LAHORE: The future political stakes of the Tehreek-i-Labbaik Ya Rasool Allah hang in the balance as its internal rifts are widening.
The Tehreek-i-Labbaik Pakistan (TLP), being touted as the political face of the Tehreek-i-Labbaik Ya Rasool Allah, has begun disowning the faction led by Dr Ashraf Asif Jalali. The fact came to the fore when TLP chief Khadim Hussain Rizvi, who had led the Islamabad protest, disowned the Lahore sit-in in a TV talk show on Thursday.
Pir Afzal Qadri from Gujranwala, another central character of the Faizabad sit-in, has already formed his own faction of the Tehreek-i-Labbaik.
The sit-in by the Jalali-led Tehreek-i-Labbaik outside the Punjab Assembly building on The Mall entered the sixth day on Thursday as the protesters, numbering not more than a few dozens, pegged their tents at one of the busiest intersections of the city, sending the traffic out of gear to the disadvantage of the Lahorites.
The Lahore sit-in was started by the Jalali-led Tehreek-i-Labbaik following reports of police operation against the participants of the Faizabad sit-in on Saturday (Nov 25) morning.
The protesters had blocked the main entrance to Islamabad for about three weeks, demanding that the federal law minister resign admitting responsibility for deleting a clause from the law relating to Khatm-i-Nubuwat oath taken by Muslim candidates.
The Islamabad episode culminated in an agreement brokered by the army between the federal government and the protesters led by fiery cleric Khadim Rizvi. But ironically, their colleagues in Lahore led by Dr Asif Jalali didn’t accept that in the first hint of grouping within the outfit.
Apparently grieved at being ignored in the agreement with the federal government, Dr Jalali told the media that “qisas for 70 martyrs of Khatm-i-Nubuwat was not incorporated in it”. He also sought the resignation of Punjab Law Minister Rana Sanaullah for allegedly speaking for the Ahmadi community’s rights in a TV show.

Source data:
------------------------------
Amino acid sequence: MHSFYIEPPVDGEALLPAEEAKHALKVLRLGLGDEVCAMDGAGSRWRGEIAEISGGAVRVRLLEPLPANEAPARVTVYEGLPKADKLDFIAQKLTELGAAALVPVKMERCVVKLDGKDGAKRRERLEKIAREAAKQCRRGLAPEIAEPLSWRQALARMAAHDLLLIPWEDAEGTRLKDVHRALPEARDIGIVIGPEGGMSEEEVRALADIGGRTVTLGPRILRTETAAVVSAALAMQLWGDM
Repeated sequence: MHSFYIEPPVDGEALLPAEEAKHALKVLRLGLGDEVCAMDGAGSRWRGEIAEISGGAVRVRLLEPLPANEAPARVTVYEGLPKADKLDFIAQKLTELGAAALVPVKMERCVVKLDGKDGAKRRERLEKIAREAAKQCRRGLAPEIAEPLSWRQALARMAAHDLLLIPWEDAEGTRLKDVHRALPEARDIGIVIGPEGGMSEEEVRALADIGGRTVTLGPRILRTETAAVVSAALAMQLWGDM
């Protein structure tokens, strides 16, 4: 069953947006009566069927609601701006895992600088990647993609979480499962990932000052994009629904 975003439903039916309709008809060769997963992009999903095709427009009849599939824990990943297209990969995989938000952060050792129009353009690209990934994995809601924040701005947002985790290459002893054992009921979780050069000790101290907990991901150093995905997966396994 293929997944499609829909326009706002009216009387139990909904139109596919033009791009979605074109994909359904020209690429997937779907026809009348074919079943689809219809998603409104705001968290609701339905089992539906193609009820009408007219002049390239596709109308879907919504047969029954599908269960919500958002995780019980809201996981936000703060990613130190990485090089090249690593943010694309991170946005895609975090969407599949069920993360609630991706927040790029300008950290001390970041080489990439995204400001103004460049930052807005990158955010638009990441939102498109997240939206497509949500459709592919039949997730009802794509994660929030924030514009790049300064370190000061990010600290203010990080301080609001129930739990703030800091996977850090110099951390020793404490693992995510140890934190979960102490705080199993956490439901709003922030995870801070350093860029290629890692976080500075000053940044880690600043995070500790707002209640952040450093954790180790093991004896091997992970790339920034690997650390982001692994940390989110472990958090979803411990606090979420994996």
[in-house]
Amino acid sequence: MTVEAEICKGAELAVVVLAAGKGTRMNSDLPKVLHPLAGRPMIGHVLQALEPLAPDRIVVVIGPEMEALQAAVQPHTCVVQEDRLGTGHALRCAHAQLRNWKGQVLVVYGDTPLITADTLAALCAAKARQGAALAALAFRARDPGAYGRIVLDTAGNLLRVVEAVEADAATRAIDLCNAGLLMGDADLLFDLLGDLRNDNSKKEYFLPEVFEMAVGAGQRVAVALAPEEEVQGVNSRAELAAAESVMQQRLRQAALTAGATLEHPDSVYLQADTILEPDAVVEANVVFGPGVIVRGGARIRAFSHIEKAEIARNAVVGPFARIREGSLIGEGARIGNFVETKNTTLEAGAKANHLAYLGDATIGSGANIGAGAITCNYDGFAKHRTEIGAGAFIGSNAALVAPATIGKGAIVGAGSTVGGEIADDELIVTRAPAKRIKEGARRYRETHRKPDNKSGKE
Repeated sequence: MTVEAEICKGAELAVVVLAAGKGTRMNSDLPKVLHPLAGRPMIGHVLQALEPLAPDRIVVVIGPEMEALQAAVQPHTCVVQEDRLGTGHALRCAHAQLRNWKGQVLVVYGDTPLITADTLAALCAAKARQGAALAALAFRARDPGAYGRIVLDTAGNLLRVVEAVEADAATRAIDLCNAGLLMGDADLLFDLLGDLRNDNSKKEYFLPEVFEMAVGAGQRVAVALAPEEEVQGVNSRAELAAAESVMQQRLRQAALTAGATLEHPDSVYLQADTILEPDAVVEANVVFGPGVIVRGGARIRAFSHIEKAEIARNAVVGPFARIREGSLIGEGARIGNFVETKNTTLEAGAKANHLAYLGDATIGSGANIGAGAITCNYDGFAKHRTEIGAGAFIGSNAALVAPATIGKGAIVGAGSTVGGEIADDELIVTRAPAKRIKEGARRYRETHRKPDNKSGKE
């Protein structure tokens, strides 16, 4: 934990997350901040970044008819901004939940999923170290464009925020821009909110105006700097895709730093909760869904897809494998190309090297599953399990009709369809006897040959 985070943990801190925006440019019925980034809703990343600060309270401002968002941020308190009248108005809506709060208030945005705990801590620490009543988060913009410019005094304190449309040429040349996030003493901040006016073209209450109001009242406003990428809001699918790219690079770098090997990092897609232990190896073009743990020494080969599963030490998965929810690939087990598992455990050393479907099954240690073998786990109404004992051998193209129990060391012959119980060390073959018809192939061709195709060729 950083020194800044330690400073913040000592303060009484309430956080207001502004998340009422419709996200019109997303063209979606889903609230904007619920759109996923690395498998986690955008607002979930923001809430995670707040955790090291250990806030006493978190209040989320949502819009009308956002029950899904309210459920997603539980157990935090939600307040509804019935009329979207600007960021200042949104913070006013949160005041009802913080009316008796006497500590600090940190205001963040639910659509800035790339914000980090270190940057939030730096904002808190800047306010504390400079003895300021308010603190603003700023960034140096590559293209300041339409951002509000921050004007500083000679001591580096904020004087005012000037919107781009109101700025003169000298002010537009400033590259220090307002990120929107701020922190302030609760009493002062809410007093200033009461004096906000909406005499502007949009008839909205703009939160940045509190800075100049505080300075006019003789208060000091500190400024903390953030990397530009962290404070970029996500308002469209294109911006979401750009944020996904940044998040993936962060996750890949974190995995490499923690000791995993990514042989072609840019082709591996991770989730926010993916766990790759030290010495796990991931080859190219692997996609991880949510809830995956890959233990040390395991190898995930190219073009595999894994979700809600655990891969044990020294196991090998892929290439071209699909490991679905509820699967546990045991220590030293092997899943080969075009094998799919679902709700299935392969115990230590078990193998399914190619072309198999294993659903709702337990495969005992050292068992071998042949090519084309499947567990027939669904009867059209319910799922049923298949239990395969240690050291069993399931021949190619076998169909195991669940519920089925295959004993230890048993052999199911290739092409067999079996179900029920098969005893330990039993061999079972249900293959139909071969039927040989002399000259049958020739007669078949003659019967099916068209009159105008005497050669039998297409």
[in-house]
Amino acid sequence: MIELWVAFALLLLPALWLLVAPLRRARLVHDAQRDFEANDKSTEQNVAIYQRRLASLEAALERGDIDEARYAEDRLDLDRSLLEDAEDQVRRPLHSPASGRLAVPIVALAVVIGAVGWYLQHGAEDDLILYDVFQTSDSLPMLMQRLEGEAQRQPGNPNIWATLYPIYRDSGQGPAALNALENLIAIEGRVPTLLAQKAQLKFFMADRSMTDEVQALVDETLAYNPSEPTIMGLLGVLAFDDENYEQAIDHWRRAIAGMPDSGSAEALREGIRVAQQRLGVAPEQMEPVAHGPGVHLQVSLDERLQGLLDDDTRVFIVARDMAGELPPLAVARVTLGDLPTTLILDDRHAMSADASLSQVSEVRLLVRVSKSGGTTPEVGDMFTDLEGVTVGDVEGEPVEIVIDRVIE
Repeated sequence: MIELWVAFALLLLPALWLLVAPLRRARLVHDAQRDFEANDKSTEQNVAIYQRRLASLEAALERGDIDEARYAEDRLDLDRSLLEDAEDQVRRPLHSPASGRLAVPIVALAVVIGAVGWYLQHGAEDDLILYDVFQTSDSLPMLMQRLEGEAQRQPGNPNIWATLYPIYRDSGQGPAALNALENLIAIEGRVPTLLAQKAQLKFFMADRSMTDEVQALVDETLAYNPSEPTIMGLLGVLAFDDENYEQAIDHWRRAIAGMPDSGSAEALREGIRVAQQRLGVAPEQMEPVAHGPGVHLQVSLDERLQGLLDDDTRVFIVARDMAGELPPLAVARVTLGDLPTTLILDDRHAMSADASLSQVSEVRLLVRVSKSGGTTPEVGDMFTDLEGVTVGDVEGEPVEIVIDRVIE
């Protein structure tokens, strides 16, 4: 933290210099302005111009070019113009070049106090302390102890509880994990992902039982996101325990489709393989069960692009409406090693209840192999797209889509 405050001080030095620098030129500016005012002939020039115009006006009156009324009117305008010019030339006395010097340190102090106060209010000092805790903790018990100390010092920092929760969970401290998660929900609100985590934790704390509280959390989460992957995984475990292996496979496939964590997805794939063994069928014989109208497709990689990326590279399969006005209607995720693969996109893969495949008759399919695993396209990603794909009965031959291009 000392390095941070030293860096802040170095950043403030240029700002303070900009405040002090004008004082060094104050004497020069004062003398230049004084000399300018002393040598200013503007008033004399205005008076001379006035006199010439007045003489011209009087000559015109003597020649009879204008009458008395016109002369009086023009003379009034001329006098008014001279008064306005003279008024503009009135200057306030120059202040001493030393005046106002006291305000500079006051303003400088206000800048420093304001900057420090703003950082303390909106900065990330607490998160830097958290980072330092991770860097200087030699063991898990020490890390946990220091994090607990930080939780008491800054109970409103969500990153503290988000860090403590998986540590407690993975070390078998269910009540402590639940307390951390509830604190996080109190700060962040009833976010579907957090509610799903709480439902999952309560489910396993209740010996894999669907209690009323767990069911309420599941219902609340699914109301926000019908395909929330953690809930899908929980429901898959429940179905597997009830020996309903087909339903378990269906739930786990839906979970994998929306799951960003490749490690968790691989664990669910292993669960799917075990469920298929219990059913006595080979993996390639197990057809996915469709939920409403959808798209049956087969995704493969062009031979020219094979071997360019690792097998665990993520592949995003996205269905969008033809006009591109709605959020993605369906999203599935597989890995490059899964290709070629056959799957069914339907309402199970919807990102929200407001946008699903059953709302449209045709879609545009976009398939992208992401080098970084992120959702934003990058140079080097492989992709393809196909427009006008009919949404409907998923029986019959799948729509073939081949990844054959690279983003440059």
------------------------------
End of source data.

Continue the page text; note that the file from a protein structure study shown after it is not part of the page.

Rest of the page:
Dr Jalali had earlier staged an eight-day sit-in close to D-Chowk in Islamabad. The protest missed media limelight and ended on Nov 3 after an assurance from the government that the Raja Zafarul Haq-led committee’s report on the controversial law would be made public within 20 days. He insists on continuing the Lahore protest until Mr Sanaullah steps down.
Insiders say that besides making other offers, the PML-N government in Punjab has also promised to politically accommodate the Tehreek-i-Labbaik by conceding a certain number of seats to it in the coming general elections.
Already heading Tehreek Siraat-i-Mustaqeem, Dr Jalali claims that he had formed Tehreek-i-Labbaik the day Mumtaz Qadri — a police guard who killed former Punjab governor Salmaan Taseer — was hanged on Feb 29 last year while Khadim Rizvi headed the TLP formed in Karachi in August 2015.
The Tehreek-i-Labbaik was little known until it took part in the by-poll for National Assembly constituency NA-120 (Lahore-III) against former first lady Begum Kulsoom Nawaz. The seat had fallen vacant after former prime minister Nawaz Sharif was disqualified by the Supreme Court in the Panama Papers case.
To the astonishment of many, Tehreek candidate Sheikh Azhar Hussain Rizvi came third in the electoral race outnumbering the mainstream Pakistan Peoples Party and Jamaat-i-Islami by bagging over 7,000 votes, though there’s hardly any election activity of the outfit visible to the voters. Most of its election campaign remained confined to mosques mostly addressed by Khadim Rizvi with occasional motorcycle rallies in the constituency.
The outfit improved its tally further in the subsequent by-election in NA-4 (Peshawar), although the Barelvi school of thought the Tehreek represents does not enjoy as much following in Khyber Pakhtunkhwa as in Punjab and elsewhere in the country.
Published in Dawn, December 1st, 2017